These vessels have now become improved and refined, apparently almost to the grade of rational beings. They seem to a passenger on board half conscious of the promises held out by the newspapers of their speed and punctuality, of the hour when their arrival may be expected, and the anxiety of those who await them; and quite familiar with the shoals and landing-places. You feel their emotions, at least their straining and labor under your feet. When you observe their movements from a distance, they appear still more as if endued with life and thought. A boat, with a beautiful model and elegant proportions, comes flying over the water almost without disturbing it, rounds a point, and directs her rapid course towards a landing-place. You see that her speed is known, and that her punctuality has been established by long and regular practice: for the persons who have come from a distance to embark have yet scarcely reached the shore, or are just appearing in view; and the landlord remains at his door until she has reached a certain spot, and then leaves it just in time to meet her by a leisurely walk.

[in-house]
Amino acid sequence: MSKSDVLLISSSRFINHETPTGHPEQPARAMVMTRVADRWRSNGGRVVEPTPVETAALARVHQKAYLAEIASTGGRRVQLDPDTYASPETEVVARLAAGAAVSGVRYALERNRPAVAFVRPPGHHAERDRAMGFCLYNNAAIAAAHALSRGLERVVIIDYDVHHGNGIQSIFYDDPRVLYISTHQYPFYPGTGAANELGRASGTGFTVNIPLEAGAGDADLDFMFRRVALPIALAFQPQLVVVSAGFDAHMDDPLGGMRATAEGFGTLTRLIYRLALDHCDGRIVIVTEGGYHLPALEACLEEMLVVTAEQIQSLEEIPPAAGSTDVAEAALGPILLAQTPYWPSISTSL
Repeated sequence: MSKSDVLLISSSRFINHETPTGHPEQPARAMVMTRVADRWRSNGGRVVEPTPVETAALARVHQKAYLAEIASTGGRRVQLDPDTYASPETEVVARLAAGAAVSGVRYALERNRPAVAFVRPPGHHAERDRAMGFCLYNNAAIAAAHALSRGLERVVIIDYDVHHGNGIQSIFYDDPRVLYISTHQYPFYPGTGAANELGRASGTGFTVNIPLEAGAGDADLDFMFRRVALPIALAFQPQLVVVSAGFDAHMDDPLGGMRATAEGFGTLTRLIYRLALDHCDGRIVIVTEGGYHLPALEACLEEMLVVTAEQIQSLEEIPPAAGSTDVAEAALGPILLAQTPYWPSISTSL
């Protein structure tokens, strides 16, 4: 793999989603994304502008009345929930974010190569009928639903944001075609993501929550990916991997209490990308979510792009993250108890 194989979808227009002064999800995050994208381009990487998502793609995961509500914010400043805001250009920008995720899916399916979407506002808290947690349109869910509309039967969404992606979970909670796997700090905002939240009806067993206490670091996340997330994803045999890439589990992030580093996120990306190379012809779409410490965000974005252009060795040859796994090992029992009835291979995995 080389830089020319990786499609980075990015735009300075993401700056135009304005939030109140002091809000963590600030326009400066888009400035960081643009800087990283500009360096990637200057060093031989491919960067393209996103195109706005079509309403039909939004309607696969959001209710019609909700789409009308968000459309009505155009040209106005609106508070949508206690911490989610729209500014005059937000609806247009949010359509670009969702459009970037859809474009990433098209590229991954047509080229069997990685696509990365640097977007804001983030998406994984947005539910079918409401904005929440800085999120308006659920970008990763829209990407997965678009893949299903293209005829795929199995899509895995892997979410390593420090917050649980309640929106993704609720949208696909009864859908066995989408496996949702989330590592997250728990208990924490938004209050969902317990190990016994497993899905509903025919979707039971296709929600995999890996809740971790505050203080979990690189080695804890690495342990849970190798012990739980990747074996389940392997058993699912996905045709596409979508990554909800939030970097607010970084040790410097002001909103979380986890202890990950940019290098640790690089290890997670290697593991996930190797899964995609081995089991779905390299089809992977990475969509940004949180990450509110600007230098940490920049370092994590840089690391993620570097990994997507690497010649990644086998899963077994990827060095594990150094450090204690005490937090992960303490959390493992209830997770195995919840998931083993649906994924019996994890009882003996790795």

There is no hurry, because there is no irregularity and no uncertainty. She cuts the water, but with as little spray as a knife makes in dividing a loaf of bread. There is merely a little rising of the surface under the bow, the wheels scarcely splash the sides of the boat as they revolve, and the water joins again under the stern, leaving only a smooth cicatrice upon the surface. She approaches the shore like a hound nosing out his own kennel; her wheels desist, and she floats on silently as a feather. For a moment she stops to press against the wharf, and the post to which she is daily fastened: the wheels move gently back, and she is in her place. A little mustering is seen forward, about as much as is witnessed at a horse-shoeing at a country blacksmith's, and she is again on her way. Not a loud word has been spoken; yet in that busy moment, Mr. Smith's family have landed, with their fourteen trunks; Thomas Brown has saluted his wife, and bidden farewell till to-morrow; one has landed to shoot or fish in the neighborhood, another has shipped his horse and gig for his own stable in the city, or a basket of beans for the market, while farewell is waved by friends and acquaintances to merchants, fishermen, and others, and the correspondence of the neighborhood is thrown upon deck in the little mailbag. Away flies the boat, followed with a few nods and gazes, to return again at the fixed hour, and renew the scene.


Website: The History
Article Name: Notes of A Traveler: New York 1834
Researcher/Transcriber Miriam Medina


BIBLIOGRAPHY: Things as they are; or, Notes of a traveler through some of the middle and northern states by Theodore Dwight; Harper & Brothers-New York, 1834.